This month there is a marhajan, or festival, happening in Muscat. It’s like a fair in the Middle East mixed with a heavy cultural and country pride exhibition. There are two parts of it. Two different locations. The one in Nisim Park focuses more on the carnival aspect of the festival, and this is the one that I had the opportunity to go to with my family yesterday. It was very fun, and the kids all had a blast playing on all of the rides.
Then today I had the opportunity to go to the other marhajan with my conversation partner from my school. The entire night in Arabic, and it was great. Speaking is still difficult, but I understood most of what was happening. Understanding is really getting better. Conversing is too. Conversations are easier then short topic changes.
At the marhajan I was reminded of something I was talking about the other day with some friends. I’m not one to further preconceived judgements, but there are in fact troubles that the Middle East has with women. Being here, although in respect it’s much better for me, I can perceive little things that just show how present it is.
Things develop , though, and as much as the existing problems surface, little moves can be seen, too. An example of this is dress. In recent years, there have been apparent shifts in dress. Abayas, look fitting, black, floor length jacket/dresses, are what almost all women wear in Oman. There have been changes being made with many starting to have splashes of colors and belts. At the marhajan, I even saw a few women wearing white. It’s all a process.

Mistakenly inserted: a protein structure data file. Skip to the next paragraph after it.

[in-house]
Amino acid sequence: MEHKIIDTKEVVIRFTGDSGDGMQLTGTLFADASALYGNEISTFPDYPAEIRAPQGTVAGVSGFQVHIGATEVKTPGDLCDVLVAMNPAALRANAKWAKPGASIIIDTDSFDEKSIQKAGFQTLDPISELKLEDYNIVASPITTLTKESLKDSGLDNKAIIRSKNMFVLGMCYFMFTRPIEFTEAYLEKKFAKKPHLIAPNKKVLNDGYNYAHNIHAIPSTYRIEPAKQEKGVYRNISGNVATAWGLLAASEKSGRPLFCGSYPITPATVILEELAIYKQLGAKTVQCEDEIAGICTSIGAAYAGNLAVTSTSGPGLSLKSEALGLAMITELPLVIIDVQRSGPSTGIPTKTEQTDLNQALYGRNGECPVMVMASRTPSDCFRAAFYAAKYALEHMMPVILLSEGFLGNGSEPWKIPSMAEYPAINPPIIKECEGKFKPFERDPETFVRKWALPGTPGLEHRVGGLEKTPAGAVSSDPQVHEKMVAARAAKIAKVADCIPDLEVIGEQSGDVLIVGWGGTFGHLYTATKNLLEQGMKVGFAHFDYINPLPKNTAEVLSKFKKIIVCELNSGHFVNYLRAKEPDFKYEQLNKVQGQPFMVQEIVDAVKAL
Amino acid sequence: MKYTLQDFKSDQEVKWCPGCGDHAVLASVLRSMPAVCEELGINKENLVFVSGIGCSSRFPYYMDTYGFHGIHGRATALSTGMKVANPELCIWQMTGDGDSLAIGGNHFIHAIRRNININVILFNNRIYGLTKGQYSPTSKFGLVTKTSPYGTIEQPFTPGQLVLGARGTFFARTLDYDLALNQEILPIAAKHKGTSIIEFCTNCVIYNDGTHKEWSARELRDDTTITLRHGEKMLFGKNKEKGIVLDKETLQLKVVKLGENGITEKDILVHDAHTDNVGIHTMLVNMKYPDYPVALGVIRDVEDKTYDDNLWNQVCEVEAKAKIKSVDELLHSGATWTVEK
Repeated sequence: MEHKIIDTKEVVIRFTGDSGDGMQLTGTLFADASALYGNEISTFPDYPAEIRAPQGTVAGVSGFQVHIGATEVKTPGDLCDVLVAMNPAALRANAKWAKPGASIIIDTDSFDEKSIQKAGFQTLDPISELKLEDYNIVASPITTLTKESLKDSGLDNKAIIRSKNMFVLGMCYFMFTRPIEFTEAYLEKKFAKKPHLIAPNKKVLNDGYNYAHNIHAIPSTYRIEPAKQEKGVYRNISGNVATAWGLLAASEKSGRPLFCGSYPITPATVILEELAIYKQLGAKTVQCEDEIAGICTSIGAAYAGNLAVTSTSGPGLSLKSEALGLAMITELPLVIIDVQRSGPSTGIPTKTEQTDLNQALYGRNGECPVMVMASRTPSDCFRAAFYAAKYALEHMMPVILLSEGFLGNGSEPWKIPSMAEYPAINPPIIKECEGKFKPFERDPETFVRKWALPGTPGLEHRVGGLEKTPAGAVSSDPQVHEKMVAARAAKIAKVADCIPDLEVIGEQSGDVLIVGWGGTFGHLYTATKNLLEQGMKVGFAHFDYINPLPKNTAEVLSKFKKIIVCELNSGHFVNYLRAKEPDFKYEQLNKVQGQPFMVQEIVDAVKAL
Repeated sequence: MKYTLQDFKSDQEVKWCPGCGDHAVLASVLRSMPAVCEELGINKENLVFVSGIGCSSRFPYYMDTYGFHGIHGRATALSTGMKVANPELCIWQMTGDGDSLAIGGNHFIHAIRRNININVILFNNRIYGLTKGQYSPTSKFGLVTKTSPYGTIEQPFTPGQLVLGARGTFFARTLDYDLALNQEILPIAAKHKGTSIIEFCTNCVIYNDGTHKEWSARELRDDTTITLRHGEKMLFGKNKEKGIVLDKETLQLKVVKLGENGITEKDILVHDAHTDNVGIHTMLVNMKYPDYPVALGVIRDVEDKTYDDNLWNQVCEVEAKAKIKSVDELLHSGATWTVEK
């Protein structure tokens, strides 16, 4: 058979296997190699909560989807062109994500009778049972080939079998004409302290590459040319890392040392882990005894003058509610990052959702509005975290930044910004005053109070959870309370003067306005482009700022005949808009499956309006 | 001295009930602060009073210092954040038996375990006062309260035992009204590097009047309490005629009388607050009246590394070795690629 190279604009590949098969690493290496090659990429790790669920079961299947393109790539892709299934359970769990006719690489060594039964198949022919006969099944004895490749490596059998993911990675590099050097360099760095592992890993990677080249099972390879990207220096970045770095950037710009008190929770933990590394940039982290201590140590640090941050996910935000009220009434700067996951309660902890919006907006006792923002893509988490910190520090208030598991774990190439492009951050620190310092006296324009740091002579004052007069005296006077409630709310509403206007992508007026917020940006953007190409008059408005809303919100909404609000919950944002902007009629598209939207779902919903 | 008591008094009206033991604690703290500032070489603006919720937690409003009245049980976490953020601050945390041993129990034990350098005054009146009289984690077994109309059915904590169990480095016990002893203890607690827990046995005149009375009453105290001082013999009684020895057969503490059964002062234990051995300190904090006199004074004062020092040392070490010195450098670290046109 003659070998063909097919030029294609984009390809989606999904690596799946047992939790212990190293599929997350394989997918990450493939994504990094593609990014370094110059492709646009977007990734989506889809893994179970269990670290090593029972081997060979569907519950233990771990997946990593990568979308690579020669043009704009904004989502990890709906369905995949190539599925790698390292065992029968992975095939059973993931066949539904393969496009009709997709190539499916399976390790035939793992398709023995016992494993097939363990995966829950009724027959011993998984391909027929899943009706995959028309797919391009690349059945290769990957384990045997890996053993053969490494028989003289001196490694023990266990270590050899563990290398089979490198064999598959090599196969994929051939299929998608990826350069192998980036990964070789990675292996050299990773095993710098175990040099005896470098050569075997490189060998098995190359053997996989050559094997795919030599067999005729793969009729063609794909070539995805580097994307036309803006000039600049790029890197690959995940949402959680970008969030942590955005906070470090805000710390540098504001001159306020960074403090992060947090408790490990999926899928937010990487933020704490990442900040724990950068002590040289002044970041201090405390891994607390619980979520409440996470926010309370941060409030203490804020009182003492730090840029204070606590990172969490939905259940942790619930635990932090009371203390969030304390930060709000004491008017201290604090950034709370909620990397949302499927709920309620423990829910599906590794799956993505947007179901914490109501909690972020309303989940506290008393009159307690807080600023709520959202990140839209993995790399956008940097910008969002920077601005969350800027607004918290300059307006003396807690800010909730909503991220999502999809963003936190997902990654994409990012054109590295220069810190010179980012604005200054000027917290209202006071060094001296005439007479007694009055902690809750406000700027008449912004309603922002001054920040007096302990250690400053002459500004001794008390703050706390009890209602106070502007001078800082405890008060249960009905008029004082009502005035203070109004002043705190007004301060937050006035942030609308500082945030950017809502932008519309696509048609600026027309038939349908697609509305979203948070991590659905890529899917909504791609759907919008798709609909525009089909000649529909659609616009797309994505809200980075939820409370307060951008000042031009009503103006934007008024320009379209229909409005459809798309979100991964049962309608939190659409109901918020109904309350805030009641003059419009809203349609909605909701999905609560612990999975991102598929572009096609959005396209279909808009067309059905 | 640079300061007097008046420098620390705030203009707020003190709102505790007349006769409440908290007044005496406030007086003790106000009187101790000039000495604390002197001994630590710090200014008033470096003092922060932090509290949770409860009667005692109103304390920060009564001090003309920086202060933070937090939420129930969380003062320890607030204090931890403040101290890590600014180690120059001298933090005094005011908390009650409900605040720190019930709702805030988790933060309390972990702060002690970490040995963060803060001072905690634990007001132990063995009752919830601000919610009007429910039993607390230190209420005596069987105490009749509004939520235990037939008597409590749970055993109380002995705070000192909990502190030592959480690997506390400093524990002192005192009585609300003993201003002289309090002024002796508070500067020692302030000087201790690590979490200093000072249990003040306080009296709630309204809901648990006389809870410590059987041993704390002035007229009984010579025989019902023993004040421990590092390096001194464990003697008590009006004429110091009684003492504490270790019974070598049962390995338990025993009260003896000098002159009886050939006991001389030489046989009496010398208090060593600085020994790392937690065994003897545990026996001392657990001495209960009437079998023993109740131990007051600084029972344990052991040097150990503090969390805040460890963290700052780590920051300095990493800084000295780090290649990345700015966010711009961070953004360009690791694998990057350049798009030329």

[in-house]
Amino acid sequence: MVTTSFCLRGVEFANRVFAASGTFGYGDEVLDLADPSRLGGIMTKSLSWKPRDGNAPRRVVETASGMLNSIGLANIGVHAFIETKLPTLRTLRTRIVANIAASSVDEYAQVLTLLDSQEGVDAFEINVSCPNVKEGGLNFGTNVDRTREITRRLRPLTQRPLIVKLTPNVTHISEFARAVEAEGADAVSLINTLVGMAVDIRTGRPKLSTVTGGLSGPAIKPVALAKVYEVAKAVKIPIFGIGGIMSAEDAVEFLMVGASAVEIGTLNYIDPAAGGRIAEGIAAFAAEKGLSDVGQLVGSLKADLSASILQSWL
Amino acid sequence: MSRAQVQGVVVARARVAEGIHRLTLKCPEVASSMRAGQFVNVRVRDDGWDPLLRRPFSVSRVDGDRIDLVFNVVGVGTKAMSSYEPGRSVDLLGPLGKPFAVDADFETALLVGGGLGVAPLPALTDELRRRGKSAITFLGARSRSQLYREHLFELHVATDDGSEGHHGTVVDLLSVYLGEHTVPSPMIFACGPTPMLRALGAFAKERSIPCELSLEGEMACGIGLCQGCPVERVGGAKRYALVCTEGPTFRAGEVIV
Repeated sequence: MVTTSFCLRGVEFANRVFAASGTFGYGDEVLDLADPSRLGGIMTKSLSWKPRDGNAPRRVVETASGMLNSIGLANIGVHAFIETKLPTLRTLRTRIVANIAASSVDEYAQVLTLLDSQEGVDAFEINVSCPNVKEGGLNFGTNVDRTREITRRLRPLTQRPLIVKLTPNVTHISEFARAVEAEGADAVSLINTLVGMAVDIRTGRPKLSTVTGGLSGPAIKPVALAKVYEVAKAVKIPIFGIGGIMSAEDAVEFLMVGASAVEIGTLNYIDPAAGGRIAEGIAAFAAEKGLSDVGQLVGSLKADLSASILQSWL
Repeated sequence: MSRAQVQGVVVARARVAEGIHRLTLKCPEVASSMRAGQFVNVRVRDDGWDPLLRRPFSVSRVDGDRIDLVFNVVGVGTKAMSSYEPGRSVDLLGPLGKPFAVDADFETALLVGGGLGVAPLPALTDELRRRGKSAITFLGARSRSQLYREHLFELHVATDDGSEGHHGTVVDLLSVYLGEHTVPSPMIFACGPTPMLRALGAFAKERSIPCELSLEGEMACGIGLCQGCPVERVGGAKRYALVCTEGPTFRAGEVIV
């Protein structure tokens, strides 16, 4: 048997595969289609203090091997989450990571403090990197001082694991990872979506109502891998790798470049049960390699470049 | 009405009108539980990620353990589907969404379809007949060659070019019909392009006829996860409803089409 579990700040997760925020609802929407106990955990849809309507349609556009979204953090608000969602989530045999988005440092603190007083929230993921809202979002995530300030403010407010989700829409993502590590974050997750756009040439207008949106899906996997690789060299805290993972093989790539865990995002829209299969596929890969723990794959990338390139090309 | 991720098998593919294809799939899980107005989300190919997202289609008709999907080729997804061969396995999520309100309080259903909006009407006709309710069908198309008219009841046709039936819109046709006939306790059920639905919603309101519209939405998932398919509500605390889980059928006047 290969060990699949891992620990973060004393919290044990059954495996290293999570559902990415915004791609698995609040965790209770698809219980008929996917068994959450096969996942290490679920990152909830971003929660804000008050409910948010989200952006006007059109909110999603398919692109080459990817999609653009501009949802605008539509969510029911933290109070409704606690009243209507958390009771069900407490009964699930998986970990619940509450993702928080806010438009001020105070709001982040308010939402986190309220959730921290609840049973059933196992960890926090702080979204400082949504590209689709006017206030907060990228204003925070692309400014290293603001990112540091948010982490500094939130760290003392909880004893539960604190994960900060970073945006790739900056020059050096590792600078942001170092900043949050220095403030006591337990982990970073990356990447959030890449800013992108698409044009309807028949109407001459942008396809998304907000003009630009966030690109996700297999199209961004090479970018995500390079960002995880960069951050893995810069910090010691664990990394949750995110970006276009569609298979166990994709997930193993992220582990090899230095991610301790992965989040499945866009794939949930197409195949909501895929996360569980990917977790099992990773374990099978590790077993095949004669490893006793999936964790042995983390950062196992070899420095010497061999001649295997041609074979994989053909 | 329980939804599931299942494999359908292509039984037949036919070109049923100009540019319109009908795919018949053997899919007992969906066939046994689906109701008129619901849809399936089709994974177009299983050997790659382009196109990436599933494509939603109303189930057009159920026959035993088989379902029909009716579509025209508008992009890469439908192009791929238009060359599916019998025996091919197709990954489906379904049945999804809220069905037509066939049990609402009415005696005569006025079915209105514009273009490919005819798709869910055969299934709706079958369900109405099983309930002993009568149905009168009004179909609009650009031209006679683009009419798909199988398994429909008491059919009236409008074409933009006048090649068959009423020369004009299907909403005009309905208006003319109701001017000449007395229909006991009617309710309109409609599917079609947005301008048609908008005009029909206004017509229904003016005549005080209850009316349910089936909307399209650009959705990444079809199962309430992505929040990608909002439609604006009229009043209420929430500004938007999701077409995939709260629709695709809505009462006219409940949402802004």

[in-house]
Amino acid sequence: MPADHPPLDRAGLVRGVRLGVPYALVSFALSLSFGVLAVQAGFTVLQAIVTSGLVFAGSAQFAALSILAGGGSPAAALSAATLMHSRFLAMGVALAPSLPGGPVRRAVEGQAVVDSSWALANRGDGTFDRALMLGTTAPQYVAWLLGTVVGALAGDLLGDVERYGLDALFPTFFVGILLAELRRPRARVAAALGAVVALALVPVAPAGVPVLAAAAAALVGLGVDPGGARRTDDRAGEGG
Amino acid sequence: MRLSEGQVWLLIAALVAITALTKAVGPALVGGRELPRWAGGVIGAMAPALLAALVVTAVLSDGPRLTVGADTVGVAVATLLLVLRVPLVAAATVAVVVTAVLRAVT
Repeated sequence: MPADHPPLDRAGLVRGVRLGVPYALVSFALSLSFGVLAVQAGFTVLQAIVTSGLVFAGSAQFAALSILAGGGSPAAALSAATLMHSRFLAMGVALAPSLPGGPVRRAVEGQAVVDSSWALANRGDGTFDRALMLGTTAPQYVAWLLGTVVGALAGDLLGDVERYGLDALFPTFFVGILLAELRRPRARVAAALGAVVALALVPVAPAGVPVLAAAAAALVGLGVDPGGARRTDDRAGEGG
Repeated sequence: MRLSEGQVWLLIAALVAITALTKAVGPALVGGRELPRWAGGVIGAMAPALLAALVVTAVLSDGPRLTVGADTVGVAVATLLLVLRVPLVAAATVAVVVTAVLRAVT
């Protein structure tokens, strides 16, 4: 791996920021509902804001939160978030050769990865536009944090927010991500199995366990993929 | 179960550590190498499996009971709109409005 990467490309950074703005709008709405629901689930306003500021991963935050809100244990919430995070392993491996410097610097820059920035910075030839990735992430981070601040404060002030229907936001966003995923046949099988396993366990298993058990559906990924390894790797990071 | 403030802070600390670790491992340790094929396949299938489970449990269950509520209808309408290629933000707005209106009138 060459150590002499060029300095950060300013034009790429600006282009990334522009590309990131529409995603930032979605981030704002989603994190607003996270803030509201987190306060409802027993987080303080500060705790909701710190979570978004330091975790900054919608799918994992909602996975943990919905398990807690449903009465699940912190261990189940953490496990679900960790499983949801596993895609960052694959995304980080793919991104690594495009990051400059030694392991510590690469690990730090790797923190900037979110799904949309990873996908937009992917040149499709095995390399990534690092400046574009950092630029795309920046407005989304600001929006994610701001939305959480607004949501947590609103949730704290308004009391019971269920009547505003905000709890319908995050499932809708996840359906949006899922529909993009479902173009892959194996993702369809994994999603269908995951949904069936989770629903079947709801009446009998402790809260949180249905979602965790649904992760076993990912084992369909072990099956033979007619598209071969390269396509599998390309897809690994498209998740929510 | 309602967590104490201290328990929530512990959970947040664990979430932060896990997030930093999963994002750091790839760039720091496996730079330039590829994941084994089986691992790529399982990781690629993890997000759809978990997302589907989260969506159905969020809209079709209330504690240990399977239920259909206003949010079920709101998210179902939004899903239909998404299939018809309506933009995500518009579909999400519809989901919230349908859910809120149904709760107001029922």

Last night, though, I was reminded of some of these problems. The most prominent of which was probably when we drove home from the marhajan. It was dark, and to get the main road back to Muscat, we had to drive down a dark dirt road. There was no founded reason to be scared, but Haifa, my home-stay sister, and I were rather… unsettled. It was just me, Haifa, and her son Laith. I drive on dark roads all of the time in America, and there was no one that could have hurt us. We were in a car. No one made us afraid, but the environment was present. It’s the atmosphere here. My host sister even told me that this is why it’s not good for women to drive alone, and chastised our brother Mohammed for not coming with us. Just differences.
It’s all things to think about.